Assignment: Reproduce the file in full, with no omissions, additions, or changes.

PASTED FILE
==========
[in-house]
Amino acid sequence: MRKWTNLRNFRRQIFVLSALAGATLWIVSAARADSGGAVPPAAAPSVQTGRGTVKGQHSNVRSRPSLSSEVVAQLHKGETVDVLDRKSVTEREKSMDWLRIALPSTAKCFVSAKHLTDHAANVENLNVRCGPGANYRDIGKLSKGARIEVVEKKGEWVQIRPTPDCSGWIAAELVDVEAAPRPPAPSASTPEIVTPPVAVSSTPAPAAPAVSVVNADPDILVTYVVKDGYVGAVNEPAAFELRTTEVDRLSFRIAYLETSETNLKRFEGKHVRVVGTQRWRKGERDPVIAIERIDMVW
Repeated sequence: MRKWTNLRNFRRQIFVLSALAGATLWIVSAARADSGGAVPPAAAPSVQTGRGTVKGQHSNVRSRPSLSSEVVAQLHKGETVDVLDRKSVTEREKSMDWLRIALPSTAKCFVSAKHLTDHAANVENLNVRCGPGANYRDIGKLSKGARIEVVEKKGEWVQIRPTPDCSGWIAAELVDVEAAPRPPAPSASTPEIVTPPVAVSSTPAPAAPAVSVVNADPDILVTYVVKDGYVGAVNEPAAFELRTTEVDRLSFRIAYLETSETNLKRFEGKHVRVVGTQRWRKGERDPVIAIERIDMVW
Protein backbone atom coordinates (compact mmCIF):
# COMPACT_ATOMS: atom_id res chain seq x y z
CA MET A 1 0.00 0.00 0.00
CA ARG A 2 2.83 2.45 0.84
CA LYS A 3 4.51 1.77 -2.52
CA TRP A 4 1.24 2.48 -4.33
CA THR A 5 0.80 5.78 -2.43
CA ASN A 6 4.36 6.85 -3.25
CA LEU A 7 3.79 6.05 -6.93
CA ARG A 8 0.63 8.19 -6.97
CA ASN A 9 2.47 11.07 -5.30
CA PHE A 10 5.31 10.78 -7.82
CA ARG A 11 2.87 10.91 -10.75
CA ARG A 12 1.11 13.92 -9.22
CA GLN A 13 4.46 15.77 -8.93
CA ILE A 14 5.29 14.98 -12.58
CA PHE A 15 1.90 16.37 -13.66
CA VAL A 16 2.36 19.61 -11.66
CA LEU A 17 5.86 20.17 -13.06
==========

[in-house]
Amino acid sequence: MRKWTNLRNFRRQIFVLSALAGATLWIVSAARADSGGAVPPAAAPSVQTGRGTVKGQHSNVRSRPSLSSEVVAQLHKGETVDVLDRKSVTEREKSMDWLRIALPSTAKCFVSAKHLTDHAANVENLNVRCGPGANYRDIGKLSKGARIEVVEKKGEWVQIRPTPDCSGWIAAELVDVEAAPRPPAPSASTPEIVTPPVAVSSTPAPAAPAVSVVNADPDILVTYVVKDGYVGAVNEPAAFELRTTEVDRLSFRIAYLETSETNLKRFEGKHVRVVGTQRWRKGERDPVIAIERIDMVW
Repeated sequence: MRKWTNLRNFRRQIFVLSALAGATLWIVSAARADSGGAVPPAAAPSVQTGRGTVKGQHSNVRSRPSLSSEVVAQLHKGETVDVLDRKSVTEREKSMDWLRIALPSTAKCFVSAKHLTDHAANVENLNVRCGPGANYRDIGKLSKGARIEVVEKKGEWVQIRPTPDCSGWIAAELVDVEAAPRPPAPSASTPEIVTPPVAVSSTPAPAAPAVSVVNADPDILVTYVVKDGYVGAVNEPAAFELRTTEVDRLSFRIAYLETSETNLKRFEGKHVRVVGTQRWRKGERDPVIAIERIDMVW
Protein backbone atom coordinates (compact mmCIF):
# COMPACT_ATOMS: atom_id res chain seq x y z
CA MET A 1 0.00 0.00 0.00
CA ARG A 2 2.83 2.45 0.84
CA LYS A 3 4.51 1.77 -2.52
CA TRP A 4 1.24 2.48 -4.33
CA THR A 5 0.80 5.78 -2.43
CA ASN A 6 4.36 6.85 -3.25
CA LEU A 7 3.79 6.05 -6.93
CA ARG A 8 0.63 8.19 -6.97
CA ASN A 9 2.47 11.07 -5.30
CA PHE A 10 5.31 10.78 -7.82
CA ARG A 11 2.87 10.91 -10.75
CA ARG A 12 1.11 13.92 -9.22
CA GLN A 13 4.46 15.77 -8.93
CA ILE A 14 5.29 14.98 -12.58
CA PHE A 15 1.90 16.37 -13.66
CA VAL A 16 2.36 19.61 -11.66
CA LEU A 17 5.86 20.17 -13.06